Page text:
My good neighbor and friend, Van, just published a marvelous personal history following the death of his darling wife Barbara. Chapters include stories and pictures from his childhood, university studies, courtship, marriage, work history, church mission, grandchildren, and family trips. Sprinkled in are “words of wisdom” as June calls such personal insights. This got me to thinking.
There’s a big difference between one’s personal history and a compiled genealogy.
A personal history, like the one my friend just published, focuses on one’s life and immediate family including anecdotal information about parents, spouse, children, and grandchildren. This may include people one interacts with during a lifetime of living. Grandparents, significant teachers, and coworkers come to mind.
Personal historians rely on their recollection of events and use photos to illustrate their narrative.
How I wish my dad had written more. He wrote one short page about each parent and grandparent. His personal history was hand written on old letterhead and was basically a chronology of his life ten pages in length. It’s been my task to match photos to the story wherever possible.
If it were me, I’d add in my Dad’s first medical license, his military ID card, and the photo that proves he and our beloved step-mother did indeed sing in the Leonard Moore Chorale. And I could not forget my grandmother Myrtle’s published recipe for mustard pickles.
A compiled genealogy documents kinship through multiple generations, whether bloodline or adopted. A few photos and anecdotes may be included, but the focus is about analyzing info from a variety of sources to draw conclusions about relationships. Genealogists attempt to find original documents created by church or government officials at the time of events in an ancestor’s life.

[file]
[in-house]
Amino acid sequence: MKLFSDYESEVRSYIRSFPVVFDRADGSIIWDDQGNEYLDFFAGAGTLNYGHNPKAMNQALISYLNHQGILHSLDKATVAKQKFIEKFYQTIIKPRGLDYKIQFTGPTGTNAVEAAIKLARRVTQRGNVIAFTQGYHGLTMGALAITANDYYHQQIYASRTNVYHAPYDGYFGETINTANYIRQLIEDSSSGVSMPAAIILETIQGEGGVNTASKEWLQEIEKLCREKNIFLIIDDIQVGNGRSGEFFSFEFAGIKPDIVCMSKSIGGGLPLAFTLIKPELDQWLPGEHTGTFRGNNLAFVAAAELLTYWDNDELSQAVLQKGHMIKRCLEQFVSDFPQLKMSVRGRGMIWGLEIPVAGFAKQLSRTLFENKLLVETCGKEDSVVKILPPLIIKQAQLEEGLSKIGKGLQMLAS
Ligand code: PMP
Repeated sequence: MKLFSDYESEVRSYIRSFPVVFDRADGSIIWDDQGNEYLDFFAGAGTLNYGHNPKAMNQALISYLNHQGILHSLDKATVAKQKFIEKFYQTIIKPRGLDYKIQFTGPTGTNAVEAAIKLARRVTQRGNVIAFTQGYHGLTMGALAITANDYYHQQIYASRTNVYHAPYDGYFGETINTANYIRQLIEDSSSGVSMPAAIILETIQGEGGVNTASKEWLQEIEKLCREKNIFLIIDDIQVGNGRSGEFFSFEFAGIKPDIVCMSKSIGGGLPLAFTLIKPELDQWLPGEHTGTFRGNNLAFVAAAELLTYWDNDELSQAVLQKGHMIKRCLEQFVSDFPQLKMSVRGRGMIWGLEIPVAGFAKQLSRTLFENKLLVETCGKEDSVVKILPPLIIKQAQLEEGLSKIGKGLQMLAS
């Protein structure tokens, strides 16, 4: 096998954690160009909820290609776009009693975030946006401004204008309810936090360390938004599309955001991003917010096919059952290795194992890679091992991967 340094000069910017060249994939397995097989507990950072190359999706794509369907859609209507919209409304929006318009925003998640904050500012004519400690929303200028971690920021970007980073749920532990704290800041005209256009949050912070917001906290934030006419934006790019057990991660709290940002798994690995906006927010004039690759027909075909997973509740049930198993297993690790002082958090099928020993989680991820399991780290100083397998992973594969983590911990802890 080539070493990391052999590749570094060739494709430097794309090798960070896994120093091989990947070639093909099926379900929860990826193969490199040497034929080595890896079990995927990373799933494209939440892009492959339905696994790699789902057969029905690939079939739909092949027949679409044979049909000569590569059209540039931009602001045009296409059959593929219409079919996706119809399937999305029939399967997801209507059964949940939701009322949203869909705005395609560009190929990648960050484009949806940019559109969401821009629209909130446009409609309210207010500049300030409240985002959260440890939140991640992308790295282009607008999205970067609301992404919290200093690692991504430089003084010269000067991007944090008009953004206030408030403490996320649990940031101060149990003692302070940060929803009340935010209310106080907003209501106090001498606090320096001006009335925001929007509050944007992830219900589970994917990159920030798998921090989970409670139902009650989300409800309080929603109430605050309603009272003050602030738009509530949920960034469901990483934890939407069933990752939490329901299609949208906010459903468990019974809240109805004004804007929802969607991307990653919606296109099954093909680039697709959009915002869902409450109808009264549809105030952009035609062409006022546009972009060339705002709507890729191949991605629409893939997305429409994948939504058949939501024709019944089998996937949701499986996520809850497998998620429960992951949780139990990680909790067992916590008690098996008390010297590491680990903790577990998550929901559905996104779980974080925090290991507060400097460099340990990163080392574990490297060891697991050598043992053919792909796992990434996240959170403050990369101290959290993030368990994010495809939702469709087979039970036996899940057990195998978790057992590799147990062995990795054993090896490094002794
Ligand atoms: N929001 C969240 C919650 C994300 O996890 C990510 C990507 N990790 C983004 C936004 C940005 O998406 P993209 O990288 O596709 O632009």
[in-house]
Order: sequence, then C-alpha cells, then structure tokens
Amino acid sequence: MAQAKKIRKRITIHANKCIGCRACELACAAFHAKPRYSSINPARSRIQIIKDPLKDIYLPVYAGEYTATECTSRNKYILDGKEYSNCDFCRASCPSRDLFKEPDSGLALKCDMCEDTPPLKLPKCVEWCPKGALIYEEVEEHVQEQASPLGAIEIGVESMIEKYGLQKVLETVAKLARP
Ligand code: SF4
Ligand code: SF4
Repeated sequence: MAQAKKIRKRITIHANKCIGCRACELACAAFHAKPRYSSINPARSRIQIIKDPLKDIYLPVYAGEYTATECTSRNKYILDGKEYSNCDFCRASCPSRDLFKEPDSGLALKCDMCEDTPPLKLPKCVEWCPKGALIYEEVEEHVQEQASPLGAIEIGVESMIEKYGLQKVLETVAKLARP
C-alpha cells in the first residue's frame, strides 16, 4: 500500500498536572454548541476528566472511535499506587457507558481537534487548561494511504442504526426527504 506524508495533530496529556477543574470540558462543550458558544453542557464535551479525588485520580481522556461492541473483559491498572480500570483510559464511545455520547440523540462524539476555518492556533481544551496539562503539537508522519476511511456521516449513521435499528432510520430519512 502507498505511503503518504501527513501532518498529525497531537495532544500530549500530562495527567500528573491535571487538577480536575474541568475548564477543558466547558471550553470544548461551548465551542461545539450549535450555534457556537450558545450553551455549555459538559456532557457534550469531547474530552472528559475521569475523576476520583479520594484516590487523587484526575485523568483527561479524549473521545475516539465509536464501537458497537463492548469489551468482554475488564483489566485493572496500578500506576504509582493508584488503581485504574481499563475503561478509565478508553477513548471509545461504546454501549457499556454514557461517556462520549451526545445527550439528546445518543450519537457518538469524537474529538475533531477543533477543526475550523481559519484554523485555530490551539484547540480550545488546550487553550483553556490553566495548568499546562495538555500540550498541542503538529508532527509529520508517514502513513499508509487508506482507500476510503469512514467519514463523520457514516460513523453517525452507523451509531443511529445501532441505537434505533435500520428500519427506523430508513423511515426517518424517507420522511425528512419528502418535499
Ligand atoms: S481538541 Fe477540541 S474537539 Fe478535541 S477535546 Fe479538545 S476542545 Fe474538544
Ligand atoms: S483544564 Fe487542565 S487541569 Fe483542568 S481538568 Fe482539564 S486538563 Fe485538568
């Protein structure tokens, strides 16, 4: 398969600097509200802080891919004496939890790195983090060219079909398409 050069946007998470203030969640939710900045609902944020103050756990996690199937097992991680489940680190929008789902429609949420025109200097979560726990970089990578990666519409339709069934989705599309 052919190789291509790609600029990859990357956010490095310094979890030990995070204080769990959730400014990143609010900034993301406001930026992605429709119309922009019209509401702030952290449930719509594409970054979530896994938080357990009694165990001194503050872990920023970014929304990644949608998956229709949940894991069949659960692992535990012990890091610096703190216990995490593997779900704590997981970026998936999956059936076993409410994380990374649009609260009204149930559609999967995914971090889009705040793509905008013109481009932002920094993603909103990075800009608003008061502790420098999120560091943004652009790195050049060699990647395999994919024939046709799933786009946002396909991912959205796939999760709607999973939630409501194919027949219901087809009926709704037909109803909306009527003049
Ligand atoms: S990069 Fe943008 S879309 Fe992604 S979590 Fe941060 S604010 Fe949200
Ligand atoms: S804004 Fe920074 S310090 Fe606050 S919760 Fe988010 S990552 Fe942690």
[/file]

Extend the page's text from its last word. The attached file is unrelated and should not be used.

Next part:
Genealogists rely on sound research methodologies and use info from original record sets to explain their lineage conclusions.
When proving descent from say an American Revolutionary War serviceperson, one must provide copies of documents directly stating relationships. Failing that on rare occasions a proof argument involving some indirect evidence may be considered.
Sound research methodologies in the world of genealogy have been codified in the book by the Board for Certification of Genealogists, Genealogy Standards, second edition revised. This includes info about weaving DNA results with surviving original documents for a clearer picture of one’s lineage. See: https://bcgcertification.org/product/genealogy-standards-2d-edition
See also Elizabeth Shown Mills’s “QuickLesson 17: The Evidence Analysis Process Model,” found on her website Evidence Explained: Historical Analysis, Citation and Source Usage (https://www.evidenceexplained.com/content/quicklesson-17-evidence-analysis-process-map: 22 Feb 2022). I recommend printing out this lesson and the accompanying research process map for ready reference when evaluating the reliability of each source and information found therein.